- Pluess B, Tanser FC, Lengeler C, Sharp BL: Indoor residual spraying for preventing malaria. Cochrane Database Syst Rev. 2010, 4: CD006657-PubMedGoogle Scholar
- Lengeler C: Insecticide-treated bed nets and curtains for preventing malaria. Cochrane Database Syst Rev. 2004, 2: CD000363-PubMedGoogle Scholar
- D’Acremont V, Lengeler C, Genton B: Reduction in the proportion of fevers associated with Plasmodium falciparum parasitaemia in Africa: a systematic review. Malar J. 2010, 9: 240-10.1186/1475-2875-9-240.PubMed CentralView ArticlePubMedGoogle Scholar
- Ceesay SJ, Casals-Pascual C, Erskine J, Anya SE, Duah NO, Fulford AJC, Sesay SSS, Abubakar I, Dunyo S, Sey O, Palmer A, Fofana M, Corrah T, Bojang KA, Whittle HC, Greenwood BM, Conway DJ: Changes in malaria indices between 1999 and 2007 in The Gambia: a retrospective analysis. Lancet. 2008, 372: 1545-1554. 10.1016/S0140-6736(08)61654-2.PubMed CentralView ArticlePubMedGoogle Scholar
- Thiam S, Thior M, Faye B, Ndiop M, Diouf ML, Diouf MB, Diallo I, Fall FB, Ndiaye JL, Albertini A, Lee E, Jorgensen P, Gaye O, Bell D: Major Reduction in Anti-Malarial Drug Consumption in Senegal after Nation-Wide Introduction of Malaria Rapid Diagnostic Tests. PLoS One. 2011, 6: e18419-10.1371/journal.pone.0018419.PubMed CentralView ArticlePubMedGoogle Scholar
- O’Meara WP, Bejon P, Mwangi TW, Okiro EA, Peshu N, Snow RW, Newton CRJC, Marsh K: Effect of a fall in malaria transmission on morbidity and mortality in Kilifi, Kenya. Lancet. 2008, 372: 1555-1562. 10.1016/S0140-6736(08)61655-4.PubMed CentralView ArticlePubMedGoogle Scholar
- Jensen TP, Bukirwa H, Njama-Meya D, Francis D, Kamya MR, Rosenthal PJ, Dorsey G: Use of the slide positivity rate to estimate changes in malaria incidence in a cohort of Ugandan children. Malar J. 2009, 8: 213-10.1186/1475-2875-8-213.PubMed CentralView ArticlePubMedGoogle Scholar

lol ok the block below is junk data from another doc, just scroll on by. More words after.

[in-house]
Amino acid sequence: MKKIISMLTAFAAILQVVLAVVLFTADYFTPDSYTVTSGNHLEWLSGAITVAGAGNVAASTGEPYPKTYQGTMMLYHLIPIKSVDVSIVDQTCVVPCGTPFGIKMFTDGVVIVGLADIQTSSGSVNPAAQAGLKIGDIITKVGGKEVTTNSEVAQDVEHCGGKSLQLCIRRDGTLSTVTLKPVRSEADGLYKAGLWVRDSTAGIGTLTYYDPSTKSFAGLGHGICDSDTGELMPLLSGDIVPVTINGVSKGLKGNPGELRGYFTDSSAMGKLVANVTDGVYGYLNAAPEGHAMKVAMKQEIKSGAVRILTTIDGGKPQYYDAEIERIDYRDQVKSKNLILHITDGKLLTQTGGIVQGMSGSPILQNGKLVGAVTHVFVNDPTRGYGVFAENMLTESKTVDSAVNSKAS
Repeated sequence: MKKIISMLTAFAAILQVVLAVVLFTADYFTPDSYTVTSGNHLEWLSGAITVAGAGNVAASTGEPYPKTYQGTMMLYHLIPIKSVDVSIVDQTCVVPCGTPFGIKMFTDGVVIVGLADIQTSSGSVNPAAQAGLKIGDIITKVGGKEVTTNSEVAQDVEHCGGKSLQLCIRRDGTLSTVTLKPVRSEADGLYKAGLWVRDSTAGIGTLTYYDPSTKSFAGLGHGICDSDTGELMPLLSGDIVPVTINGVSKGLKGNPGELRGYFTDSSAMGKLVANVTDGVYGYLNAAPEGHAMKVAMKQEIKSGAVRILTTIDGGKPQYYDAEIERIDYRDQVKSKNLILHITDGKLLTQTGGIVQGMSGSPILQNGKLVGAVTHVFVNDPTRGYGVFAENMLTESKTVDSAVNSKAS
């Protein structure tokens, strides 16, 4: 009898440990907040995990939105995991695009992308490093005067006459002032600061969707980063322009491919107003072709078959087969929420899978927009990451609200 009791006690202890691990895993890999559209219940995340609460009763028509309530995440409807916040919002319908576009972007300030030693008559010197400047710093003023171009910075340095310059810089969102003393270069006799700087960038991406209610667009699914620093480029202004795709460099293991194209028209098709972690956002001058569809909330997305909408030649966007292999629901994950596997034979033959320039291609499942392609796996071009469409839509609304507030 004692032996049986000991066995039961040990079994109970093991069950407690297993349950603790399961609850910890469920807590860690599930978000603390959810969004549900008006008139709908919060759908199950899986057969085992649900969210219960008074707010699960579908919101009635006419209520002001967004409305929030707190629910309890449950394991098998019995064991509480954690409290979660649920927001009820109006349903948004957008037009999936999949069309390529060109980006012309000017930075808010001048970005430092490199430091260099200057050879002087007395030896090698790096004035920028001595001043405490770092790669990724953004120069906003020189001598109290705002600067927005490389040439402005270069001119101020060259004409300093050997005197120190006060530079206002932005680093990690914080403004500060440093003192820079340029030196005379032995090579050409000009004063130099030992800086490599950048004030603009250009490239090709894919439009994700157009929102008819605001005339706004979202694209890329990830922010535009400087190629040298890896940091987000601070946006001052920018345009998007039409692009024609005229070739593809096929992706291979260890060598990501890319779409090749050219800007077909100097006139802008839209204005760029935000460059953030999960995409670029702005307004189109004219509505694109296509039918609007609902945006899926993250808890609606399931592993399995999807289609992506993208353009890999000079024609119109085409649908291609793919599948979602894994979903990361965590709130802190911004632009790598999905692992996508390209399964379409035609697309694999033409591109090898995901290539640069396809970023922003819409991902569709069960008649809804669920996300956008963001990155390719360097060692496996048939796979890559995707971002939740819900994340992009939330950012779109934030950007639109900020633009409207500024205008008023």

- World Health Organization: Guidelines for the treatment of malaria. 2010, Geneva: World Health Organization, 2Google Scholar
- Sserwanga A, Harris JC, Kigozi R, Menon M, Bukirwa H, Gasasira A, Kakeeto S, Kizito F, Quinto E, Rubahika D, Nasr S, Filler S, Kamya MR, Dorsey G: Improved Malaria Case Management through the Implementation of a Health Facility-Based Sentinel Site Surveillance System in Uganda. PLoS One. 2011, 6: e16316-10.1371/journal.pone.0016316.PubMed CentralView ArticlePubMedGoogle Scholar
- Okello PE, Van Bortel W, Byaruhanga AM, Correwyn A, Roelants P, Talisuna A, D’Alessandro U, Coosemans M: Variation in malaria transmission intensity in seven sites throughout Uganda. AmJTrop Med Hyg. 2006, 75: 219-225.Google Scholar
- UGANDA MALARIA SURVEILLANCE PROJECT: Data Management Website. http://umsp.muucsf.org/.
- Hopkins H, Bebell L, Kambale W, Dokomajilar C, Rosenthal PJ, Dorsey G: Rapid diagnostic tests for malaria at sites of varying transmission intensity in Uganda. J. Infect. Dis. 2008, 197: 510-518. 10.1086/526502.View ArticlePubMedGoogle Scholar
- Milne LM, Kyi MS, Chiodini PL, Warhurst DC: Accuracy of routine laboratory diagnosis of malaria in the United Kingdom. J Clin Pathol. 1994, 47: 740-742. 10.1136/jcp.47.8.740.PubMed CentralView ArticlePubMedGoogle Scholar
- Durrhelm DN, Becker PJ, Billinghurst K, Brink A: Diagnostic disagreement–the lessons learnt from malaria diagnosis in Mpumalanga. S Afr Med J. 1997, 87: 609-611.PubMedGoogle Scholar
- World Health Organization, Special Programme for Research and Training in Tropical Diseases, Foundation for Innovative New Diagnostics, Centers for Disease Control (U.S.): Malaria rapid diagnostic test performance: results of WHO product testing of malaria RDTs: round 1 (2008). 2009, Geneva: World Health Organization on behalf of the Special Programme for Research and Training in Tropical DiseasesGoogle Scholar
This article is published under license to BioMed Central Ltd. This is an Open Access article distributed under the terms of the Creative Commons Attribution License (http://creativecommons.org/licenses/by/2.0), which permits unrestricted use, distribution, and reproduction in any medium, provided the original work is properly cited.